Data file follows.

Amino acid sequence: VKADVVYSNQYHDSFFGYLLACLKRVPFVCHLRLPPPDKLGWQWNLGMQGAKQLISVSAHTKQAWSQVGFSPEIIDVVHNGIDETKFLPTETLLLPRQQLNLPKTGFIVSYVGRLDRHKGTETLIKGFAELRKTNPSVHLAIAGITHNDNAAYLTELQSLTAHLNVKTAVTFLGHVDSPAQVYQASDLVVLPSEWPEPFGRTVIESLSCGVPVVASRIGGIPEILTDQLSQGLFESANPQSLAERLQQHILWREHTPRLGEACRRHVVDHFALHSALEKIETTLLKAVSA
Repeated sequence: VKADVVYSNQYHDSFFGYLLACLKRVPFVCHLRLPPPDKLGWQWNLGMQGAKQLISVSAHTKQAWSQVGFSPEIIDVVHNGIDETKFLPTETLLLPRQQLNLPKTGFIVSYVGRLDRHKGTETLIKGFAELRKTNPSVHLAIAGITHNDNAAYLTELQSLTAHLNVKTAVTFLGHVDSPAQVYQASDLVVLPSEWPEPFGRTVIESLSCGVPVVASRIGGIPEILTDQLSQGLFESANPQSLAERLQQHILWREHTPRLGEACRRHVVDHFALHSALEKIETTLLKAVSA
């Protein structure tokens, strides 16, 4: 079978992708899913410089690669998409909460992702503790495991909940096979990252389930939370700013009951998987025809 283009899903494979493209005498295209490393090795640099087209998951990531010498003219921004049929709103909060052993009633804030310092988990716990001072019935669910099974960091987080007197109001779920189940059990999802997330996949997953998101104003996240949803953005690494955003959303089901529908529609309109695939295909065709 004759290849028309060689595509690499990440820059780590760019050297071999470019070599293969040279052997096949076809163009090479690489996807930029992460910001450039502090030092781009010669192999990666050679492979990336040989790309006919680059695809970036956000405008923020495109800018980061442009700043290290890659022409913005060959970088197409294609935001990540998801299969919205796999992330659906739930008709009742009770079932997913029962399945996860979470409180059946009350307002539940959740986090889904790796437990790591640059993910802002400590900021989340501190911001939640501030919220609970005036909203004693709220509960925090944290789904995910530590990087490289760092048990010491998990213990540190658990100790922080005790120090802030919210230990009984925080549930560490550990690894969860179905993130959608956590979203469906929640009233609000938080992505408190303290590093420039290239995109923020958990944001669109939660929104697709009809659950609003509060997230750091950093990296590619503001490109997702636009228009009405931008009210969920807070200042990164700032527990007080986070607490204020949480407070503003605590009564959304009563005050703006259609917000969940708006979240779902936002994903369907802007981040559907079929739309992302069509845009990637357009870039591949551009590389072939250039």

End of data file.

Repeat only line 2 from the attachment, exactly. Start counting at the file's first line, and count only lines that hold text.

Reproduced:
Repeated sequence: VKADVVYSNQYHDSFFGYLLACLKRVPFVCHLRLPPPDKLGWQWNLGMQGAKQLISVSAHTKQAWSQVGFSPEIIDVVHNGIDETKFLPTETLLLPRQQLNLPKTGFIVSYVGRLDRHKGTETLIKGFAELRKTNPSVHLAIAGITHNDNAAYLTELQSLTAHLNVKTAVTFLGHVDSPAQVYQASDLVVLPSEWPEPFGRTVIESLSCGVPVVASRIGGIPEILTDQLSQGLFESANPQSLAERLQQHILWREHTPRLGEACRRHVVDHFALHSALEKIETTLLKAVSA